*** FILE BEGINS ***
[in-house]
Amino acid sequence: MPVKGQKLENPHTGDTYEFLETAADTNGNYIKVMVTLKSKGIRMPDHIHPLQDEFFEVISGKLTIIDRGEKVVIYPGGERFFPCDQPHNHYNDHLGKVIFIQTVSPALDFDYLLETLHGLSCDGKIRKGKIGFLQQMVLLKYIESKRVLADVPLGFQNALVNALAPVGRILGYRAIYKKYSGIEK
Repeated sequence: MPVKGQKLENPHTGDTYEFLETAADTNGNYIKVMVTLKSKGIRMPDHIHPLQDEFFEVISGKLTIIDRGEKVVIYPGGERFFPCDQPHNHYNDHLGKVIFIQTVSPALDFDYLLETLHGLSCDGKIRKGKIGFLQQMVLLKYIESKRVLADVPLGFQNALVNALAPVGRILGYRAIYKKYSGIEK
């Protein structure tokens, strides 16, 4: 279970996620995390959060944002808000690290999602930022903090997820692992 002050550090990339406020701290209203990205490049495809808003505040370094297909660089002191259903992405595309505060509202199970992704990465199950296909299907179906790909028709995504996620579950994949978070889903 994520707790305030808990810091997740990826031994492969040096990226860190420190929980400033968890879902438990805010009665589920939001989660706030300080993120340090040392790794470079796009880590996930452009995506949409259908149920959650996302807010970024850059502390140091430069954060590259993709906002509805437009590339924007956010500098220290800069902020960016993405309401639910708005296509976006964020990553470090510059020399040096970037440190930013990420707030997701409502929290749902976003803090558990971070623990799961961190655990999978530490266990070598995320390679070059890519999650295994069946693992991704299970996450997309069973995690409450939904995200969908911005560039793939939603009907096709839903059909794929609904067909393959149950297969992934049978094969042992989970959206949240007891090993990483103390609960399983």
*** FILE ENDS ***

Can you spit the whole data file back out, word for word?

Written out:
[in-house]
Amino acid sequence: MPVKGQKLENPHTGDTYEFLETAADTNGNYIKVMVTLKSKGIRMPDHIHPLQDEFFEVISGKLTIIDRGEKVVIYPGGERFFPCDQPHNHYNDHLGKVIFIQTVSPALDFDYLLETLHGLSCDGKIRKGKIGFLQQMVLLKYIESKRVLADVPLGFQNALVNALAPVGRILGYRAIYKKYSGIEK
Repeated sequence: MPVKGQKLENPHTGDTYEFLETAADTNGNYIKVMVTLKSKGIRMPDHIHPLQDEFFEVISGKLTIIDRGEKVVIYPGGERFFPCDQPHNHYNDHLGKVIFIQTVSPALDFDYLLETLHGLSCDGKIRKGKIGFLQQMVLLKYIESKRVLADVPLGFQNALVNALAPVGRILGYRAIYKKYSGIEK
């Protein structure tokens, strides 16, 4: 279970996620995390959060944002808000690290999602930022903090997820692992 002050550090990339406020701290209203990205490049495809808003505040370094297909660089002191259903992405595309505060509202199970992704990465199950296909299907179906790909028709995504996620579950994949978070889903 994520707790305030808990810091997740990826031994492969040096990226860190420190929980400033968890879902438990805010009665589920939001989660706030300080993120340090040392790794470079796009880590996930452009995506949409259908149920959650996302807010970024850059502390140091430069954060590259993709906002509805437009590339924007956010500098220290800069902020960016993405309401639910708005296509976006964020990553470090510059020399040096970037440190930013990420707030997701409502929290749902976003803090558990971070623990799961961190655990999978530490266990070598995320390679070059890519999650295994069946693992991704299970996450997309069973995690409450939904995200969908911005560039793939939603009907096709839903059909794929609904067909393959149950297969992934049978094969042992989970959206949240007891090993990483103390609960399983």